Posts Tagged ‘mksysb’
# lsfs command gives the following output:
Hd1 – home
Hd2 – USR
HD3 – TMP
HD4 – Root
HD5 – BLV
HD6 – Paging Space (2 types: primary, secondary)
HD7 – Not Found
HD8 – JFS
HD9 – VAR
HD10 – MNT
HD11 – admin (available in AIX V 6.1)
LED code 0c0 means successful completion of dump.
To view extended permissions, command used is:
# ls –e <filename>
Command used to set tty port for bidirectional mode:
# share <port attributes>
Commands used to setup quota for file system for end users are:
# vi /etc/<file system>
# edquota /<file system> <username>
# quotaon <file system>
# quotaon /<file system>
To initiate system dump, command used is:
# sysdumpstart –P (for primary)
# sysdumpstart –S (for secondary)
SNAP is generally used to gather system information.
Some of the SNAP commands are:
# snap –a
# snap –g
# snap –D
Image.data contains information about VG’s and LV’s.
Bosinst.data contains information about installation flow control.
To view mksysb tape and to restore particular file from mksysb tape, commands used are:
# tctl –f /dev/<tape drive name>
# restore –tvf /dev/<tape drive name>
# restore –xvf /dev/<tape drive name>
# tctl –f /dev/rmt0
# restore – tvf /dev/rmt0
# restore – xvf /dev/rmt0
Tctl command is basically used to rewind the tape drive.
To list NIM objects, command used:
NIM stands for network installation management.
To see NIM log, command used is:
# nim –o showlog –a full_log = yes –a log_type = logtype NIMclient
Logtype can be boot, script etc.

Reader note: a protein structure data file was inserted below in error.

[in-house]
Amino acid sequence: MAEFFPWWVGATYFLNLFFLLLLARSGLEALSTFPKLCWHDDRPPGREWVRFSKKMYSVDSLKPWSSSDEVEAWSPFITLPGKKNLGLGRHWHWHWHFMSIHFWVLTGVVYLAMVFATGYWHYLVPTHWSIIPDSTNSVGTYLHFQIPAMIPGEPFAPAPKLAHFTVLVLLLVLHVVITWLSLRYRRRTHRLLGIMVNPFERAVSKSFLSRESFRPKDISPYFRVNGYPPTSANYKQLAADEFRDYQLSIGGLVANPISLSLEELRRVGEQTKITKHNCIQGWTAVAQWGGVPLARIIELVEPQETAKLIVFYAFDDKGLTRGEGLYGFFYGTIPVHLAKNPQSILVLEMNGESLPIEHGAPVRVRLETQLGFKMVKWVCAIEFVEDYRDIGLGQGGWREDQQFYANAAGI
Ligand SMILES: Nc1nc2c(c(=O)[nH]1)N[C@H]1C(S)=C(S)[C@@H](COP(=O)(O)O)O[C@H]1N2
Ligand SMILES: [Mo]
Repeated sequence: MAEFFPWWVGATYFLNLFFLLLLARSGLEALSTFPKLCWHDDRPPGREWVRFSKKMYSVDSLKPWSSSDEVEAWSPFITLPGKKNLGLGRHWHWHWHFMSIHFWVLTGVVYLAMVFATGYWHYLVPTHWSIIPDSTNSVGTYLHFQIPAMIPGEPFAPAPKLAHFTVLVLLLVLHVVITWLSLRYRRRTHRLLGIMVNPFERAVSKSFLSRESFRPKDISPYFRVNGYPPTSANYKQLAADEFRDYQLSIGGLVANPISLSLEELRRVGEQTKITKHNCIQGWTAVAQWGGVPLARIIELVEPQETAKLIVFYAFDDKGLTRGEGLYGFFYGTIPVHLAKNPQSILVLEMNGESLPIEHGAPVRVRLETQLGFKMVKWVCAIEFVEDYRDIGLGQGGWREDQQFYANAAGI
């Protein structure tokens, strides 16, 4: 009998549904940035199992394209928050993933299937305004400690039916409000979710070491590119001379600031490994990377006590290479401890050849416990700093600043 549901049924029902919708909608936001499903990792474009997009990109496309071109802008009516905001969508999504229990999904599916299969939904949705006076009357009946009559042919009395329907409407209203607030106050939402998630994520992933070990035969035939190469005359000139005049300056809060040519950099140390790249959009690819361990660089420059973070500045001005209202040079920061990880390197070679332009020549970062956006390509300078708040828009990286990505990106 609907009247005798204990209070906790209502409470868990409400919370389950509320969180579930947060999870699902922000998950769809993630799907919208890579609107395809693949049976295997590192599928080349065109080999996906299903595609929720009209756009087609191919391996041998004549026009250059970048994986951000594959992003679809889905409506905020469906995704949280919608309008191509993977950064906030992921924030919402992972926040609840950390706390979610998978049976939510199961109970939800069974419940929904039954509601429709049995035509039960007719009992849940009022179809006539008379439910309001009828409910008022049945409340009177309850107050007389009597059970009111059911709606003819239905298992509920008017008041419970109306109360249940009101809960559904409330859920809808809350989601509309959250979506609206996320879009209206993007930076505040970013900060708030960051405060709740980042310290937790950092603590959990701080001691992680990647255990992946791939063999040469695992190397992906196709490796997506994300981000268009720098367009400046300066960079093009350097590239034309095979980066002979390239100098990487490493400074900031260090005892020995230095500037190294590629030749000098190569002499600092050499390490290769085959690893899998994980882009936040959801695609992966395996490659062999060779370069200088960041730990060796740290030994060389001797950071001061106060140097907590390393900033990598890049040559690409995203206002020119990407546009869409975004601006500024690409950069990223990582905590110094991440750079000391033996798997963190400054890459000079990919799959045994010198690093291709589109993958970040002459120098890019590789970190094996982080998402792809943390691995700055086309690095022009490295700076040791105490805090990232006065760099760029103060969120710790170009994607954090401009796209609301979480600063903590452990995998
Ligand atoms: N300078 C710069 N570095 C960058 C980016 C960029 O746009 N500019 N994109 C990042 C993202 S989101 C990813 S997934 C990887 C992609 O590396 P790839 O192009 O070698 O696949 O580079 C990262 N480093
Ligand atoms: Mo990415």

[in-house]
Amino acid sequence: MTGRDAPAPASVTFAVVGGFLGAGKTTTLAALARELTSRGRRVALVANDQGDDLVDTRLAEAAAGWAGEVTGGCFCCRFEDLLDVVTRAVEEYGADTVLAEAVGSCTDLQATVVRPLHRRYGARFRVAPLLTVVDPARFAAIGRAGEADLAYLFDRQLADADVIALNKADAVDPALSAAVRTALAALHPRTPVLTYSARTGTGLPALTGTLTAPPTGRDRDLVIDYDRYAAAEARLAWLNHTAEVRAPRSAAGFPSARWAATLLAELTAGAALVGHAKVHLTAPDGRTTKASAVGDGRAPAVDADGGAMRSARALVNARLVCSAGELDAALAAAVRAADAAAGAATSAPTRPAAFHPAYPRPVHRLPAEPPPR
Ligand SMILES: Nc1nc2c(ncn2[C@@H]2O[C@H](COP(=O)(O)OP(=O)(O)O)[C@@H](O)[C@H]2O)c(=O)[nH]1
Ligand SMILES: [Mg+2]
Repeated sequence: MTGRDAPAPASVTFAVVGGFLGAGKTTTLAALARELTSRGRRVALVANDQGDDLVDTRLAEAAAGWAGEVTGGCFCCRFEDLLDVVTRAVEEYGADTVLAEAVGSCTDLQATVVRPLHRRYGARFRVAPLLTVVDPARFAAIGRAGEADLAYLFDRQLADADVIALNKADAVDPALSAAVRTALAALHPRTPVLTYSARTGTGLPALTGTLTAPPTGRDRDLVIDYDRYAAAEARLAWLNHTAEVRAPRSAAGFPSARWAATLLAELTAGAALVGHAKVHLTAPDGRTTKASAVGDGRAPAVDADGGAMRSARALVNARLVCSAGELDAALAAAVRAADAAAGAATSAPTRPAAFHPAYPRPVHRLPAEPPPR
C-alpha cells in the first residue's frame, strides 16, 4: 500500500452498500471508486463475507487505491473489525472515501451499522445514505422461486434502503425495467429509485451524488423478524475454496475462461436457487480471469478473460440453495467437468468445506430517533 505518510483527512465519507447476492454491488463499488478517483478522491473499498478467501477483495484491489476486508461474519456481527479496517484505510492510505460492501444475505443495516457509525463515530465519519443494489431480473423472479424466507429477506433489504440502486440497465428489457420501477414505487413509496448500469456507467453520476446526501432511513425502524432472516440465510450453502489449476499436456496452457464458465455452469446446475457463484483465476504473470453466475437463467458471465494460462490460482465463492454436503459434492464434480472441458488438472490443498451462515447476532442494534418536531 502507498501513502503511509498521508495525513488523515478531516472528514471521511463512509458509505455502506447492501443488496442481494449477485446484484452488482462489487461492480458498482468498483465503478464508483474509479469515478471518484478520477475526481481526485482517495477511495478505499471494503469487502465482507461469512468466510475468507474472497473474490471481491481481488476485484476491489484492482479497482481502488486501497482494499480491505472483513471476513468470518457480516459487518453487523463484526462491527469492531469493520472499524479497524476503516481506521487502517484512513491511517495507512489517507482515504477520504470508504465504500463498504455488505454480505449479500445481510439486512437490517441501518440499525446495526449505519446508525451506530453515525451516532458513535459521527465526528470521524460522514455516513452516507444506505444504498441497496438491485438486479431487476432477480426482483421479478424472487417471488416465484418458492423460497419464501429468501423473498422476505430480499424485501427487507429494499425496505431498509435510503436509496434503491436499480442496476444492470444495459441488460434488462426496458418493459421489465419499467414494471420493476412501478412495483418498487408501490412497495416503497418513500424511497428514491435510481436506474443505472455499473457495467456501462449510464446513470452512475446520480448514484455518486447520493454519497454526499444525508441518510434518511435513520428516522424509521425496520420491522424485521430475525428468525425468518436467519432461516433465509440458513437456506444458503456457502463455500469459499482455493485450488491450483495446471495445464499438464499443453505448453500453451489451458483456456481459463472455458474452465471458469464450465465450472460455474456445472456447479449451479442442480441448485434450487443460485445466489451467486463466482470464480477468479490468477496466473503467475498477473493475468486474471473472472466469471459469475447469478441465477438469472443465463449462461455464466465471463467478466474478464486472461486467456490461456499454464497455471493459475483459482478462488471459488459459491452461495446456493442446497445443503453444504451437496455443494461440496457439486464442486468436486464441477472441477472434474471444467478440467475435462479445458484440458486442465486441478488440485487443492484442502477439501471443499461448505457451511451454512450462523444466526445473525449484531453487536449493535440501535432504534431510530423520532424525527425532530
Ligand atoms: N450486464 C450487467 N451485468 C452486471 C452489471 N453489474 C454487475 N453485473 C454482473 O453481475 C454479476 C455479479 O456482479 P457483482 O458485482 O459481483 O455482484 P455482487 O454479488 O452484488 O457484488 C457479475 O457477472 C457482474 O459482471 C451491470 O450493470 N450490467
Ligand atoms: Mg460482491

NIMClient is the hostname / ip address of the client machine.
Sources of this command : IBM AIX Forum
# smit system command is used to change the server time.
# smit date command is used to change system date.
Time synchronization is either done by running time demon or ntp demon.
- Entry :
i. P5 510
ii. P5 520
iii. P5 550
- Mind Range :
i. P5 570
- High End :
i. P5 575
ii. P5 590
iii. P5 595
Physical Volume (PV) id can be found in Cuat ODM class.
Device in defined state means there is an entry in ODM class CuDV.
Procedure to change bootlist from hdisk0 to hdisk1:
Go to SMS mode by pressing F1 and change the bootlist by running the following command:
# bootlist –m normal hdisk0 hdisk1
If a machine keeps rebooting and repeating POST, it means either there is invalid bootlist or corrupted BLV or hardware failure of boot device.
More we will discuss about AIX System Administration in the coming posts.
Happy Learning !
System Backup has become an essential part in today’s world. Backup is generally created to prevent loss of data.
In various production environments, backup of data is created to save all the transactions and the history of vital information available inside servers in each and every company today.
This particular post will discuss about the various commands used with respect to system backup and restore in AIX Operating system in a production environment.
There are multiple commands available to take Backup and restore it back on to the servers.
The first command that we will discuss is:
MKSYSB Command: This command is used to create an image on the Operating System on the Tape Drive.
This backup created on the tape drive can be used later to restore the entire OS from the tape onto the disk in its original state. It works very similar to how backup and restore works in windows Operating Systems (OS).
Command used to create backup with mksysb command is:
# mksysb –ief /dev/rmt0
Where rmt0 is the name of the tape drive on which the backup is created.
Flag i stands for the image backup that will be created on running this command